Saints Bounty Scandal Overblown

Let the vilification begin. The Saints are on their way from being seen as, well, saints to scoundrels. The team that boosted the morale of the city ravaged by Hurricane Katrina aren’t so angelic after all. The halo hovering over Sean Payton are now devil horns grotesquely protruding from his head.

The severe punishment the Saints will undoubtedly receive is justified. However, the accompanying public slander is not.

Don’t get me wrong, the bounty system is despicable and I’m not talking about those cute little characters from the animated movie. In a game where violence is already front and center, adding a monetary incentive to hurt opposing human beings is downright heartless.

I am all for Roger Goodell’s stance on eliminating head shots from the game of football. The NFL may be a little sissier in this era but for the long-term health and safety of the players who don’t understand enough about the issue to help themselves, the increased sissiness is well worth it.

The New Orleans Saints have to be penalized severely for this bounty scandal. The NFL has to do it to send a message around the league as it has done with head shot artists like James Harrison. If it takes a couple of draft picks a million bucks that is fine by me.

What I won’t stand for though is the defamation of the Saints. Similarly to the UCLA incident earlier this week, the Saints are going to be seen in a light that they don’t deserve. It isn’t right that UCLA basketball players were doing ecstasy at raves or that star players were receiving excessive preferential treatment. The problem with the Sports Illustrated story was that it made out UCLA to be the only team in the country to have those issues.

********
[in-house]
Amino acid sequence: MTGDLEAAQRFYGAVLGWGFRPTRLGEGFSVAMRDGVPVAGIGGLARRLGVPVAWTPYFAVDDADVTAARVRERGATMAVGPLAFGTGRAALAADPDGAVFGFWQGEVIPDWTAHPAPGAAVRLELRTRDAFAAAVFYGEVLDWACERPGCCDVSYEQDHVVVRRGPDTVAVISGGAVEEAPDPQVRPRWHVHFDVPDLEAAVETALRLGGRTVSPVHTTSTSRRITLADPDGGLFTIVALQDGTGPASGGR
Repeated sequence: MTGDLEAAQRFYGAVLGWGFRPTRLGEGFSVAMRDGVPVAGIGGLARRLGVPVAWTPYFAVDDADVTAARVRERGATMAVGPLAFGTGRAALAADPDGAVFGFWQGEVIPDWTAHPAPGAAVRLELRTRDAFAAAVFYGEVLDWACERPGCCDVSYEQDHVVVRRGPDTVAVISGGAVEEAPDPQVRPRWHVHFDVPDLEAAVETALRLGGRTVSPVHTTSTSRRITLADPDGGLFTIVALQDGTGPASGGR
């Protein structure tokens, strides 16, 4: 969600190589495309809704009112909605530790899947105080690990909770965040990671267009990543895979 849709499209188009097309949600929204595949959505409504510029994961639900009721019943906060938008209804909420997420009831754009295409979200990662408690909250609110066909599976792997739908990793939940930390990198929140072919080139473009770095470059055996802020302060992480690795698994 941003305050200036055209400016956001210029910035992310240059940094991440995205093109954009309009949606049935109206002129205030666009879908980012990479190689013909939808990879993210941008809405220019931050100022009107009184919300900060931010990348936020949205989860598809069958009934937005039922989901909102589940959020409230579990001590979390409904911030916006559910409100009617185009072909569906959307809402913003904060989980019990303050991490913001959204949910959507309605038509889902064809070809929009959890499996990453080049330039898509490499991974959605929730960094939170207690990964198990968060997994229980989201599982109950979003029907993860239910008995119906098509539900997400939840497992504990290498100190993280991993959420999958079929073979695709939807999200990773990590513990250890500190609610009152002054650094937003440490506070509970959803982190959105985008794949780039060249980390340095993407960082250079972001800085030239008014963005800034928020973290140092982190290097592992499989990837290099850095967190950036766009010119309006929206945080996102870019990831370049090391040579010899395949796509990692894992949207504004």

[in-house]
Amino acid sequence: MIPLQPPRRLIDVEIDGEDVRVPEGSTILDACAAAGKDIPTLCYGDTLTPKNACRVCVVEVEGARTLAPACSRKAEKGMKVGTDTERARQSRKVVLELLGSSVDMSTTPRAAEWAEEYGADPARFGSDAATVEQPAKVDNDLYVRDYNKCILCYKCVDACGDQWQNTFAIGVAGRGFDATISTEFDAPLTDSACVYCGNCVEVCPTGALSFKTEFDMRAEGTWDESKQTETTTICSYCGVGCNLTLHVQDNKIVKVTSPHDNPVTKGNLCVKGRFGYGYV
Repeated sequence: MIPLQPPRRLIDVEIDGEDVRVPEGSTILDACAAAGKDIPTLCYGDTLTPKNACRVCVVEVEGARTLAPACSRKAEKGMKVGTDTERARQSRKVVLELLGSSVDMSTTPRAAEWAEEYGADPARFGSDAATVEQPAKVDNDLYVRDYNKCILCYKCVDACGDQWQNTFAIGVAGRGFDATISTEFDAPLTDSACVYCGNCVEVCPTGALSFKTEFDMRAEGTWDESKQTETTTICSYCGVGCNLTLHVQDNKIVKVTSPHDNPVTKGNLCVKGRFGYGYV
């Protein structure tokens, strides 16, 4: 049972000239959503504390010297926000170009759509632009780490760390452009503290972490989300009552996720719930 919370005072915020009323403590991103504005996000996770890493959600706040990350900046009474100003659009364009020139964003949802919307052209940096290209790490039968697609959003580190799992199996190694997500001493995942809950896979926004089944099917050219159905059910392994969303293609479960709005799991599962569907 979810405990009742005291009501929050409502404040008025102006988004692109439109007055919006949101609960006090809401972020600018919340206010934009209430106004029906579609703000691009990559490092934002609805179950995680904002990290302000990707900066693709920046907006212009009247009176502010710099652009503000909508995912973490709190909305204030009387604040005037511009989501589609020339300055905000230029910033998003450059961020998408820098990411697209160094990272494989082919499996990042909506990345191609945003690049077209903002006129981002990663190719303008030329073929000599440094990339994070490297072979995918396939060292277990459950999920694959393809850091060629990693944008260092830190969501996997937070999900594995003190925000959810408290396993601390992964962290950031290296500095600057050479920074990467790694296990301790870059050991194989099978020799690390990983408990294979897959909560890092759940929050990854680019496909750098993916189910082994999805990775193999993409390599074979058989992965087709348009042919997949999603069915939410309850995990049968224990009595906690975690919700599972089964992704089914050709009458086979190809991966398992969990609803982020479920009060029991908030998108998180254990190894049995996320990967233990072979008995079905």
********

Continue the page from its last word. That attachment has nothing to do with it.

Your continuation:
That shouldn’t happen for the New Orleans Saints either.

The sad fact of the matter is that the bounty program is an old practice in the NFL. Gregg Williams didn’t invent it in 2009. Heck, the Washington Post reported that the Washington Redskins had a bounty program under Gregg Williams as well. The famous bounty bowl games in 1989 where Buddy Ryan had bounties placed on quarterback Tory Aikman and kicker Luis Zendejas are the most famous instances of this practice.

It’s an age-old system that certainly still takes place across the NFL. The Saints just happened to be the team that got caught.